A steady decline in yields at the speculative end of high yield debt suggests growing investor appetite.
A troika of conditions exist for investors interested in pursuing greater returns through US junk bonds: Treasury yields are slipping, low volatility and an equity market that held several rallies and record highs.
Yield best at bottom of the pile?
There was just one issuer coming to market this week with a $1.5 bn offering of 10-year secured notes. Year-to-date USD HY gross issuance currently stands at $109.24 bn.
In fact, performance of these assets finished in the red last week as political instability caused global markets to enter risk-off mode in the back half. Last Wednesday alone, after further political revelations, high yield spreads widened 13bps, the largest single-day widening since 14 November 2016.
High Yield Pullback
The BofA report considers two questions that could determine longer term positioning and whether a bearish or bullish stance will be taken.
First, the impact of political uncertainty on high yield and whether or not thre will be a replay of 2014/15 if the Trump adminstration and the Republican party are unable to deliver their agenda.
According to the report a correction may be in line with their prediction for a "strong/fiery winter and early spring should yield a total return of 4-5%, but should eventually give way to an icy back half. As the ECB's Draghi continues tapering and high yield offers less compensation, retail flows have been benign. Should they turn substantially negative, as investors depart from rich US credit in favor of other relatively safer fixed income assets, we think the market could realize a correction."
Fixed interest has historically paid a steady level of income and isn’t usually subject to significant falls in value meaning that investors’ capital should be well protected.
However, the conventional wisdom of fixed interest being low risk doesn’t necessarily work today warns Connolly.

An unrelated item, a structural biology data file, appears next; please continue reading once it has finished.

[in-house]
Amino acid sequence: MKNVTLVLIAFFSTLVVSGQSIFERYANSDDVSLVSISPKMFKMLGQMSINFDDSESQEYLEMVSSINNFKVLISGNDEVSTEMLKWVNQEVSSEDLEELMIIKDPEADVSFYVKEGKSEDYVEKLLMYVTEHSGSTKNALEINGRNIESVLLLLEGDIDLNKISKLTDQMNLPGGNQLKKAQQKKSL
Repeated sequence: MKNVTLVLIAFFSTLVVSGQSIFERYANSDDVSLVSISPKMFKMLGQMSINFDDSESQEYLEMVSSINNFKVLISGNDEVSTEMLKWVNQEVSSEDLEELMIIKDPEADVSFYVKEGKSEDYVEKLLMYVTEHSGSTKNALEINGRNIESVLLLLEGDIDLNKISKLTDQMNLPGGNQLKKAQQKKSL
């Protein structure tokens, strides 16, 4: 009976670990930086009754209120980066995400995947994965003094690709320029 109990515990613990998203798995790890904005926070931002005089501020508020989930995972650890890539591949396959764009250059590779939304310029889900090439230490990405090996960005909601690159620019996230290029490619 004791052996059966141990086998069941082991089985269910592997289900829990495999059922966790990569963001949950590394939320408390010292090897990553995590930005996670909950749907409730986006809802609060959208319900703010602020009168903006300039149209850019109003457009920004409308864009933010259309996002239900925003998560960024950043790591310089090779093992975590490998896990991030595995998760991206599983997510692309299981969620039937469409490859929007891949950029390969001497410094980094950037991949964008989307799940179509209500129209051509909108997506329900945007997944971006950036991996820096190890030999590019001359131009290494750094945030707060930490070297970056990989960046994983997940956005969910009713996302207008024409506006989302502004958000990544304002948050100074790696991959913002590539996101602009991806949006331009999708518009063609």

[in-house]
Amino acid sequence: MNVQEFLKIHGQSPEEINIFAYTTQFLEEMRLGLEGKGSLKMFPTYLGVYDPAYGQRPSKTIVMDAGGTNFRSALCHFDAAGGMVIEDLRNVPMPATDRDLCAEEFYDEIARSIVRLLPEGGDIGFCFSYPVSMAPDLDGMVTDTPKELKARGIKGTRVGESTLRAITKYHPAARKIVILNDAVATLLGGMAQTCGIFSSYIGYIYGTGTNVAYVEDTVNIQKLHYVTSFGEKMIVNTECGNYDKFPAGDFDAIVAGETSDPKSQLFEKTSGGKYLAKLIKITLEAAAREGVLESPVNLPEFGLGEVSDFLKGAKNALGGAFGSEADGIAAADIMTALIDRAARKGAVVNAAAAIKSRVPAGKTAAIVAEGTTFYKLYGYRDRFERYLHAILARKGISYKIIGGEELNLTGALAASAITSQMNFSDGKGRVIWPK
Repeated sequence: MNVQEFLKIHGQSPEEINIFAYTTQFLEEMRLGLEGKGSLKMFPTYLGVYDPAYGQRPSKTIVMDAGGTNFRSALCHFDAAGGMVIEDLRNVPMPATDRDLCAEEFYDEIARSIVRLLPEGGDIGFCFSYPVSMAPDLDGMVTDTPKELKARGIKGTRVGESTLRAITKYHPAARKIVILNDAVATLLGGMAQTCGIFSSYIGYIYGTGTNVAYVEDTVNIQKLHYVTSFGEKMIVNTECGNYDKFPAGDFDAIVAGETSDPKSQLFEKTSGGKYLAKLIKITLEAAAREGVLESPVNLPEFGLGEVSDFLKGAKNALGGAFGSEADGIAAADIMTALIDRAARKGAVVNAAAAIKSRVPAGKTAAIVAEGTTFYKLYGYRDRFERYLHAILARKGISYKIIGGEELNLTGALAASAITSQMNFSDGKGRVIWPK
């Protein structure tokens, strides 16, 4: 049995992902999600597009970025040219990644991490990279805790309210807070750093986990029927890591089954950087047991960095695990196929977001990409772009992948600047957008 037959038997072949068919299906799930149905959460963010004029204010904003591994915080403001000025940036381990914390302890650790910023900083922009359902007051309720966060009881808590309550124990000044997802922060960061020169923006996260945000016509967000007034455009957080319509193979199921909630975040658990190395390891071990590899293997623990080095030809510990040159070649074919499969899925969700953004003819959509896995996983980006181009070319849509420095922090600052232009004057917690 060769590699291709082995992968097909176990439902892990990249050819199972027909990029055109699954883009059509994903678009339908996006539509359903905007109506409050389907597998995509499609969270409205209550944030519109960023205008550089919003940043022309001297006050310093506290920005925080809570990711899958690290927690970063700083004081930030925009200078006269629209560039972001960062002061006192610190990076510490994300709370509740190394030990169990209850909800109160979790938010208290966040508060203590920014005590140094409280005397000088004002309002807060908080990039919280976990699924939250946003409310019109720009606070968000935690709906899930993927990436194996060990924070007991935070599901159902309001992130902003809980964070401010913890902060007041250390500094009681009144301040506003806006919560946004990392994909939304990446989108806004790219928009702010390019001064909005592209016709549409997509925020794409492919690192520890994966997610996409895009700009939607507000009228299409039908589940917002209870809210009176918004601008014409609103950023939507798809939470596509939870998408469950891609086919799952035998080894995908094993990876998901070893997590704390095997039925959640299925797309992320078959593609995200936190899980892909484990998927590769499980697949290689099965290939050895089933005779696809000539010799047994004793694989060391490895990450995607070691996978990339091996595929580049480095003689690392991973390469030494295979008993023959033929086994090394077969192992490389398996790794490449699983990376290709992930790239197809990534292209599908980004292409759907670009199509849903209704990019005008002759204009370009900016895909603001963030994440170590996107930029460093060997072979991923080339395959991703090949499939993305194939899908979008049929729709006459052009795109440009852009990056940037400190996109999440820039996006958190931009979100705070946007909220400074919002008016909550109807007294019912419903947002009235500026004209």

"As a direct result of the actions of central banks and general nervous investor sentiment, prices on many perceived high quality fixed interest assets, particularly government bonds, are looking very expensive," Connolly says.
"This means [fixed interest assets] could potentially be subject to significant falls in the future, which would be bad news for those relying on fixed interest to provide security in their portfolios," he adds.
For a heroic strategy, buy time
This means that fixed interest is likely to be higher risk than usual and possibly much higher risk than many investors appreciate.
BofA Merrill Lynch writes, "Our bias is to reduce exposure to CCC risk and move profits into higher quality paper. In our view, investors should buy time, not be a hero, and wait out the late spring/early summer noise."
Connolly says that against this backdrop investors must be very careful. "There is a place for fixed interest investments in most investment portfolios. Particularly for the more cautious investors, those near or in retirement, or those who want to provide some protection against stock market falls."
The best investment route may be to diversify fixed interest holdings, which likely includes perceived higher risk areas such as junk bonds, which produce higher yields and have the potential to give better overall returns and can also help to spread risks.